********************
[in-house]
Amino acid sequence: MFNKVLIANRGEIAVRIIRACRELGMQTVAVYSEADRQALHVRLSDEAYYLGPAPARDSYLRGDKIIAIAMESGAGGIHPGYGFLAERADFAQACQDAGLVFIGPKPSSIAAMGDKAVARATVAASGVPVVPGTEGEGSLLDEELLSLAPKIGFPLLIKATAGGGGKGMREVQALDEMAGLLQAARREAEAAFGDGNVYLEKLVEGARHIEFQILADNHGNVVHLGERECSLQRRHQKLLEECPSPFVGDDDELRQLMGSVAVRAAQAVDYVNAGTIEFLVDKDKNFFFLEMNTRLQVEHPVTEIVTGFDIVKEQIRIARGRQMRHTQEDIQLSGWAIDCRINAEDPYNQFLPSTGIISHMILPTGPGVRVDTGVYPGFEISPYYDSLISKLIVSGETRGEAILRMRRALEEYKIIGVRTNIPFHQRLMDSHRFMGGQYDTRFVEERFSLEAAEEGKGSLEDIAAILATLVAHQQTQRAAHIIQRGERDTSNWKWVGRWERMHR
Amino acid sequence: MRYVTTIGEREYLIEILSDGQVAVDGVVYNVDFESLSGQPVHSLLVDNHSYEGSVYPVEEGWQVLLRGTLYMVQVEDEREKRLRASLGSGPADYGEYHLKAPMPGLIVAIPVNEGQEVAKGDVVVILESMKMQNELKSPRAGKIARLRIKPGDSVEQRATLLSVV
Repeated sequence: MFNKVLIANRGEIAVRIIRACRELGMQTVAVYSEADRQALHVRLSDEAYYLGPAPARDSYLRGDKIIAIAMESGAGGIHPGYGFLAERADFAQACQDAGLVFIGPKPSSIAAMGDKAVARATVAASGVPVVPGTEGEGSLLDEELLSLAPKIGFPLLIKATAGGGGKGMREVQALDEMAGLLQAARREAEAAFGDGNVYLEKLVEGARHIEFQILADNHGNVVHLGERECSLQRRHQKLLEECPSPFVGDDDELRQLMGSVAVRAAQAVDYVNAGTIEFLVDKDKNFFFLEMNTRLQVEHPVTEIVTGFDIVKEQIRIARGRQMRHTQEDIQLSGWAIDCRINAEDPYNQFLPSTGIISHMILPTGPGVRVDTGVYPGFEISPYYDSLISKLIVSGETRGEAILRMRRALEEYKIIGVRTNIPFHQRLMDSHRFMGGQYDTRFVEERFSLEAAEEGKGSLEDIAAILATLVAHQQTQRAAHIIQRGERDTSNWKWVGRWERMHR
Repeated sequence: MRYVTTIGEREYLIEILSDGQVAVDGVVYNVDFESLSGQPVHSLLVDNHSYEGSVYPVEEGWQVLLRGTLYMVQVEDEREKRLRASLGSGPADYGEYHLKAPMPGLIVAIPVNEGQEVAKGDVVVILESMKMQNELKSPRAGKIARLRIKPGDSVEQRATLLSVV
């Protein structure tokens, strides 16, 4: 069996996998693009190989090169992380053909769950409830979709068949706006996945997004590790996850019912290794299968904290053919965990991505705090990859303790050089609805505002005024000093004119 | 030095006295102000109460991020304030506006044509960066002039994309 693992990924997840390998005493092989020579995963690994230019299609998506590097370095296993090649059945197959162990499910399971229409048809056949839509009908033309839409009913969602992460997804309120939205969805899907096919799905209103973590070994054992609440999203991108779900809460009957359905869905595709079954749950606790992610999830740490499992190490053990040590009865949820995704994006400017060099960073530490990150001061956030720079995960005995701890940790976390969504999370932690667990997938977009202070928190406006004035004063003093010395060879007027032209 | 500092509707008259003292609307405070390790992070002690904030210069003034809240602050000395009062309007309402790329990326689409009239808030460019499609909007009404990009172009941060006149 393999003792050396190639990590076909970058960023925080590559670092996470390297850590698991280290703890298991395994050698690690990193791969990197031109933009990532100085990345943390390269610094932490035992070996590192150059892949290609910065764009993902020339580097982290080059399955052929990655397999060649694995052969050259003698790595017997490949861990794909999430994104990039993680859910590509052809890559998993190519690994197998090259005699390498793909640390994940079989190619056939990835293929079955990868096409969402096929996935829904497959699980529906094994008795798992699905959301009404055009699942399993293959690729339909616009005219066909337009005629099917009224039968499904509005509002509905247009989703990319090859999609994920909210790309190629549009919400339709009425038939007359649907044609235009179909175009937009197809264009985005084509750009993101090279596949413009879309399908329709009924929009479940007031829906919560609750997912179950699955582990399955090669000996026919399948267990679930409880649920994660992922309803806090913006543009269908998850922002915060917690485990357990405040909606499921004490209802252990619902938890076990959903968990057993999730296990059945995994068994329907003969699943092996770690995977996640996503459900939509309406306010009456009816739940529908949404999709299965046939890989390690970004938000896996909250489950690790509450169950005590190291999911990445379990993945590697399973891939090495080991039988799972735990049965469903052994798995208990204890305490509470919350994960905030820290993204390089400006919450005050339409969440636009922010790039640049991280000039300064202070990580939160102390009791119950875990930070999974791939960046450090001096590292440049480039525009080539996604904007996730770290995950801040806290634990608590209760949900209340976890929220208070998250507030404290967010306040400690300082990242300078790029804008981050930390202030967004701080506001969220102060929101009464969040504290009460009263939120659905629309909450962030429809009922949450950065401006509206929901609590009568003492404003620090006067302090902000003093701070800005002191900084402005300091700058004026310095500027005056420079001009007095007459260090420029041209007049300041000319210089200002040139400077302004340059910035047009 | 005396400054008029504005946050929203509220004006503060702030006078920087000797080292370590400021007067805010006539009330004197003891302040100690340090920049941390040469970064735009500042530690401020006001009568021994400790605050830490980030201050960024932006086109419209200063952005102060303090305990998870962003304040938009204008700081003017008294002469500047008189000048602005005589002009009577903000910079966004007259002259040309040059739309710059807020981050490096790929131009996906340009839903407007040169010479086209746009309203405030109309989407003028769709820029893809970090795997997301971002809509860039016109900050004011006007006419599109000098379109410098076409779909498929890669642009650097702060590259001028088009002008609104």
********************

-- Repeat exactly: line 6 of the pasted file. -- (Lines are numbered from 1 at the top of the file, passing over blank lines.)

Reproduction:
């Protein structure tokens, strides 16, 4: 069996996998693009190989090169992380053909769950409830979709068949706006996945997004590790996850019912290794299968904290053919965990991505705090990859303790050089609805505002005024000093004119 | 030095006295102000109460991020304030506006044509960066002039994309 693992990924997840390998005493092989020579995963690994230019299609998506590097370095296993090649059945197959162990499910399971229409048809056949839509009908033309839409009913969602992460997804309120939205969805899907096919799905209103973590070994054992609440999203991108779900809460009957359905869905595709079954749950606790992610999830740490499992190490053990040590009865949820995704994006400017060099960073530490990150001061956030720079995960005995701890940790976390969504999370932690667990997938977009202070928190406006004035004063003093010395060879007027032209 | 500092509707008259003292609307405070390790992070002690904030210069003034809240602050000395009062309007309402790329990326689409009239808030460019499609909007009404990009172009941060006149 393999003792050396190639990590076909970058960023925080590559670092996470390297850590698991280290703890298991395994050698690690990193791969990197031109933009990532100085990345943390390269610094932490035992070996590192150059892949290609910065764009993902020339580097982290080059399955052929990655397999060649694995052969050259003698790595017997490949861990794909999430994104990039993680859910590509052809890559998993190519690994197998090259005699390498793909640390994940079989190619056939990835293929079955990868096409969402096929996935829904497959699980529906094994008795798992699905959301009404055009699942399993293959690729339909616009005219066909337009005629099917009224039968499904509005509002509905247009989703990319090859999609994920909210790309190629549009919400339709009425038939007359649907044609235009179909175009937009197809264009985005084509750009993101090279596949413009879309399908329709009924929009479940007031829906919560609750997912179950699955582990399955090669000996026919399948267990679930409880649920994660992922309803806090913006543009269908998850922002915060917690485990357990405040909606499921004490209802252990619902938890076990959903968990057993999730296990059945995994068994329907003969699943092996770690995977996640996503459900939509309406306010009456009816739940529908949404999709299965046939890989390690970004938000896996909250489950690790509450169950005590190291999911990445379990993945590697399973891939090495080991039988799972735990049965469903052994798995208990204890305490509470919350994960905030820290993204390089400006919450005050339409969440636009922010790039640049991280000039300064202070990580939160102390009791119950875990930070999974791939960046450090001096590292440049480039525009080539996604904007996730770290995950801040806290634990608590209760949900209340976890929220208070998250507030404290967010306040400690300082990242300078790029804008981050930390202030967004701080506001969220102060929101009464969040504290009460009263939120659905629309909450962030429809009922949450950065401006509206929901609590009568003492404003620090006067302090902000003093701070800005002191900084402005300091700058004026310095500027005056420079001009007095007459260090420029041209007049300041000319210089200002040139400077302004340059910035047009 | 005396400054008029504005946050929203509220004006503060702030006078920087000797080292370590400021007067805010006539009330004197003891302040100690340090920049941390040469970064735009500042530690401020006001009568021994400790605050830490980030201050960024932006086109419209200063952005102060303090305990998870962003304040938009204008700081003017008294002469500047008189000048602005005589002009009577903000910079966004007259002259040309040059739309710059807020981050490096790929131009996906340009839903407007040169010479086209746009309203405030109309989407003028769709820029893809970090795997997301971002809509860039016109900050004011006007006419599109000098379109410098076409779909498929890669642009650097702060590259001028088009002008609104």